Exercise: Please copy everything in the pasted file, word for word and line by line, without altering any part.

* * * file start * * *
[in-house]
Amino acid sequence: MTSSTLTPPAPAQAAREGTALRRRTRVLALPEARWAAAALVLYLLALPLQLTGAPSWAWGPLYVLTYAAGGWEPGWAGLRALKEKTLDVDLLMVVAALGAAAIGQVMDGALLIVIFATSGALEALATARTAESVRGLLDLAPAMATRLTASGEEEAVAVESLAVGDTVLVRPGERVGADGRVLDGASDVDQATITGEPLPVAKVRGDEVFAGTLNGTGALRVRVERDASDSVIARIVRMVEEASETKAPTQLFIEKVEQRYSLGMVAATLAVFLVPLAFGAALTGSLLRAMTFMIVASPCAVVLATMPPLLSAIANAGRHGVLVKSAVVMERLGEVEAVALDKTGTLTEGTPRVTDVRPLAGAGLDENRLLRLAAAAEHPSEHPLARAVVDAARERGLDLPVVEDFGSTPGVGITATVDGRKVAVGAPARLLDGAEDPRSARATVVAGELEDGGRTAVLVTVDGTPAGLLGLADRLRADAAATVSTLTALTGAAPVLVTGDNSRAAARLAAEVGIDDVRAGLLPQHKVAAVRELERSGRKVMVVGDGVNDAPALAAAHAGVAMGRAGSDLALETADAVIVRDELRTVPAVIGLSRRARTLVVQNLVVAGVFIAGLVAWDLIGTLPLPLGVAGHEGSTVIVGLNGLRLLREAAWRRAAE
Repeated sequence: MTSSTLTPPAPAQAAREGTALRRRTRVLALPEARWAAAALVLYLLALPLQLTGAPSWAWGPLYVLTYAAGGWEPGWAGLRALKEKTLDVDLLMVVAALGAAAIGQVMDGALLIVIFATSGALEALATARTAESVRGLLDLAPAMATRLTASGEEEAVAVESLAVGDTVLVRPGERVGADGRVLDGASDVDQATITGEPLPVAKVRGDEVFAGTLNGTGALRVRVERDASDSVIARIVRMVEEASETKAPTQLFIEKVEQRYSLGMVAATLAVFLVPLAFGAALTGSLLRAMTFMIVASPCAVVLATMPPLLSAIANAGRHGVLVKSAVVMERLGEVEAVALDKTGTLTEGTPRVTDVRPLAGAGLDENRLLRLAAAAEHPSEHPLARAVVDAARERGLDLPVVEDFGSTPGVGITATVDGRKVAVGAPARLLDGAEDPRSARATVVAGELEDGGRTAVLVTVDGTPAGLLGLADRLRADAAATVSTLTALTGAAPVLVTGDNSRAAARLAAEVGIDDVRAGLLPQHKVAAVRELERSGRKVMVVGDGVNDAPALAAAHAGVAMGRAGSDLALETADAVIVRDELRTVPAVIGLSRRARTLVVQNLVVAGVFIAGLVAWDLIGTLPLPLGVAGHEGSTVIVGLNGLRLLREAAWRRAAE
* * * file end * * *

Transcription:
[in-house]
Amino acid sequence: MTSSTLTPPAPAQAAREGTALRRRTRVLALPEARWAAAALVLYLLALPLQLTGAPSWAWGPLYVLTYAAGGWEPGWAGLRALKEKTLDVDLLMVVAALGAAAIGQVMDGALLIVIFATSGALEALATARTAESVRGLLDLAPAMATRLTASGEEEAVAVESLAVGDTVLVRPGERVGADGRVLDGASDVDQATITGEPLPVAKVRGDEVFAGTLNGTGALRVRVERDASDSVIARIVRMVEEASETKAPTQLFIEKVEQRYSLGMVAATLAVFLVPLAFGAALTGSLLRAMTFMIVASPCAVVLATMPPLLSAIANAGRHGVLVKSAVVMERLGEVEAVALDKTGTLTEGTPRVTDVRPLAGAGLDENRLLRLAAAAEHPSEHPLARAVVDAARERGLDLPVVEDFGSTPGVGITATVDGRKVAVGAPARLLDGAEDPRSARATVVAGELEDGGRTAVLVTVDGTPAGLLGLADRLRADAAATVSTLTALTGAAPVLVTGDNSRAAARLAAEVGIDDVRAGLLPQHKVAAVRELERSGRKVMVVGDGVNDAPALAAAHAGVAMGRAGSDLALETADAVIVRDELRTVPAVIGLSRRARTLVVQNLVVAGVFIAGLVAWDLIGTLPLPLGVAGHEGSTVIVGLNGLRLLREAAWRRAAE
Repeated sequence: MTSSTLTPPAPAQAAREGTALRRRTRVLALPEARWAAAALVLYLLALPLQLTGAPSWAWGPLYVLTYAAGGWEPGWAGLRALKEKTLDVDLLMVVAALGAAAIGQVMDGALLIVIFATSGALEALATARTAESVRGLLDLAPAMATRLTASGEEEAVAVESLAVGDTVLVRPGERVGADGRVLDGASDVDQATITGEPLPVAKVRGDEVFAGTLNGTGALRVRVERDASDSVIARIVRMVEEASETKAPTQLFIEKVEQRYSLGMVAATLAVFLVPLAFGAALTGSLLRAMTFMIVASPCAVVLATMPPLLSAIANAGRHGVLVKSAVVMERLGEVEAVALDKTGTLTEGTPRVTDVRPLAGAGLDENRLLRLAAAAEHPSEHPLARAVVDAARERGLDLPVVEDFGSTPGVGITATVDGRKVAVGAPARLLDGAEDPRSARATVVAGELEDGGRTAVLVTVDGTPAGLLGLADRLRADAAATVSTLTALTGAAPVLVTGDNSRAAARLAAEVGIDDVRAGLLPQHKVAAVRELERSGRKVMVVGDGVNDAPALAAAHAGVAMGRAGSDLALETADAVIVRDELRTVPAVIGLSRRARTLVVQNLVVAGVFIAGLVAWDLIGTLPLPLGVAGHEGSTVIVGLNGLRLLREAAWRRAAE